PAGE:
Last month Mcdonald’s announced that it had appointed a global chief customer officer, a newly created role to strengthen the organisation’s ability to anticipate and deliver on customers’ needs. The plan is that the CCO will create a new team that will focus on the end-to-end customer journey bringing a unique brand experience to every touchpoint. Leveraging insights from restaurant operations, customers, and local market leadership it is hoped that Mcdonald’s will be able to scale best practices across the globe.

McDonald’s is not alone. According to Gartner 90 percent of large organisations now have a CCO or a Customer Experience Officer (CXO), whereas seven years ago only 22 of the Fortune 100 companies had a board-level customer experience role.

It is no coincidence that customer experience is rising up the agenda. Ultimately investing in customer experience means structuring the business around the customer, and with the perfect storm of Covid, a greater focus on online privacy and fast-changing consumer habits never has this been more of a priority for businesses. It is therefore unsurprising to read that Manu Steijaert, McDonald’s’ CCO, will be developing a zero-party data strategy to bring together explicit data and technology to shape every facet of the customer experience. Zero-party data is the information provided to brands proactively by their customers in exchange for a more personalised and better experience. As a result, it makes sense that zero-party data and CX should be closely aligned.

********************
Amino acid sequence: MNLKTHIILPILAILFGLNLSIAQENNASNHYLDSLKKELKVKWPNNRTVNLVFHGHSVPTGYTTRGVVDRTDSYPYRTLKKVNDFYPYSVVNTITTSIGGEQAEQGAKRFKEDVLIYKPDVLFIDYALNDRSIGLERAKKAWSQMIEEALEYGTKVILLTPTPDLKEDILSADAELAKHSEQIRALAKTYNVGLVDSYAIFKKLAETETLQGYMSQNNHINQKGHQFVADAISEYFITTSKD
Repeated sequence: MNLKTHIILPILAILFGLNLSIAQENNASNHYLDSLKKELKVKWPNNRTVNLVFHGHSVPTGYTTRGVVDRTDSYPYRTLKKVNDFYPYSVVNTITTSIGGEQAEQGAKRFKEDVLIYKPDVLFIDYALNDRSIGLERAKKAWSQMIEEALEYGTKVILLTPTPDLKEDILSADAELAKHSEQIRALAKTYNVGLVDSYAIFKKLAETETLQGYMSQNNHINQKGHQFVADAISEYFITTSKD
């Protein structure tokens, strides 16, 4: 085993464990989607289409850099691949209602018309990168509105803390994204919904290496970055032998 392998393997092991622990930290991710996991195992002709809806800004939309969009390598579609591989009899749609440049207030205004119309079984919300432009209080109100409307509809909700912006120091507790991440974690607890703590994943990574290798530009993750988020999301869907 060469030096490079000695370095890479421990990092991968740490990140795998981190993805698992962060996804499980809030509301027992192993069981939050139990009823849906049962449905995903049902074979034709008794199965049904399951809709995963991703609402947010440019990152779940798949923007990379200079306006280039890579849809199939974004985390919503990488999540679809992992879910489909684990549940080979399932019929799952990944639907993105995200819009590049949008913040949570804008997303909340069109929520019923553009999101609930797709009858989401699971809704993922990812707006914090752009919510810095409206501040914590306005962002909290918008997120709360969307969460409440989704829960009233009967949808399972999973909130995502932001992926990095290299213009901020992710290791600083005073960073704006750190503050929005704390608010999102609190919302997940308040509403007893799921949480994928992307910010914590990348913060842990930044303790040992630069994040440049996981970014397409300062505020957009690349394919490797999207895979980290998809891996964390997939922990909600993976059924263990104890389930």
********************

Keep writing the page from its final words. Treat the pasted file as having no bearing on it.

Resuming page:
But zero-party data doesn’t just happen. Unlike the old days, you can’t just buy a list. It takes hard work to devise ways to encourage customers to provide their preferences. And once they’ve shared these, ensuring that they are used appropriately and effectively is the name of the game or you risk damaging the relationship through broken promises.

The first step to successfully implement a zero-party data strategy is to manage customer preferences in real-time. This is achieved by enabling customers to set up an account. Once they have a personalised login it is possible to generate information by asking them relevant questions or by creating quizzes, surveys, and interactive experiences.

Customers also need to be able to manage how they want a brand to communicate with them and update this at any time, this is typically through the use of a preference centre. The best preference centres allow customers not only to outline how they want to be contacted but also give indications about what kind of content they wish to receive.

Finally, for the data to make a difference to the CX it must be easily merged with other datasets and accessible by the relevant people in the business – in a secure and legislatively compliant manner. Moreover, by incorporating zero-party data into advanced analytics personal experience can be created at scale creating missions and relevant touchpoints for cohorts of customers. Resulting in more meaningful customer experiences based on preference and grounded by trust.